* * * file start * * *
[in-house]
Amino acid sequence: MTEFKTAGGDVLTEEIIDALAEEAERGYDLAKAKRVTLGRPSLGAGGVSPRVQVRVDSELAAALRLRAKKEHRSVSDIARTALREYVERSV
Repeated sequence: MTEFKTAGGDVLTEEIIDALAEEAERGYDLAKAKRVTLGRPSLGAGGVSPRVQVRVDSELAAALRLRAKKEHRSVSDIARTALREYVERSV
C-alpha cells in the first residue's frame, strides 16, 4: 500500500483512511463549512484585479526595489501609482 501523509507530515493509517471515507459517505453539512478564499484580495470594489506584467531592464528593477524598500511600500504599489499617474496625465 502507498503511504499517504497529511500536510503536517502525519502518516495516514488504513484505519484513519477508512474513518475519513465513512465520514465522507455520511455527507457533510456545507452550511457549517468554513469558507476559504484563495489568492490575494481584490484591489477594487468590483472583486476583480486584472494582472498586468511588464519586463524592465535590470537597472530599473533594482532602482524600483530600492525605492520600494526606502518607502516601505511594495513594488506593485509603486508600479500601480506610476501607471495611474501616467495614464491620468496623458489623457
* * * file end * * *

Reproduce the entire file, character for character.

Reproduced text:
[in-house]
Amino acid sequence: MTEFKTAGGDVLTEEIIDALAEEAERGYDLAKAKRVTLGRPSLGAGGVSPRVQVRVDSELAAALRLRAKKEHRSVSDIARTALREYVERSV
Repeated sequence: MTEFKTAGGDVLTEEIIDALAEEAERGYDLAKAKRVTLGRPSLGAGGVSPRVQVRVDSELAAALRLRAKKEHRSVSDIARTALREYVERSV
C-alpha cells in the first residue's frame, strides 16, 4: 500500500483512511463549512484585479526595489501609482 501523509507530515493509517471515507459517505453539512478564499484580495470594489506584467531592464528593477524598500511600500504599489499617474496625465 502507498503511504499517504497529511500536510503536517502525519502518516495516514488504513484505519484513519477508512474513518475519513465513512465520514465522507455520511455527507457533510456545507452550511457549517468554513469558507476559504484563495489568492490575494481584490484591489477594487468590483472583486476583480486584472494582472498586468511588464519586463524592465535590470537597472530599473533594482532602482524600483530600492525605492520600494526606502518607502516601505511594495513594488506593485509603486508600479500601480506610476501607471495611474501616467495614464491620468496623458489623457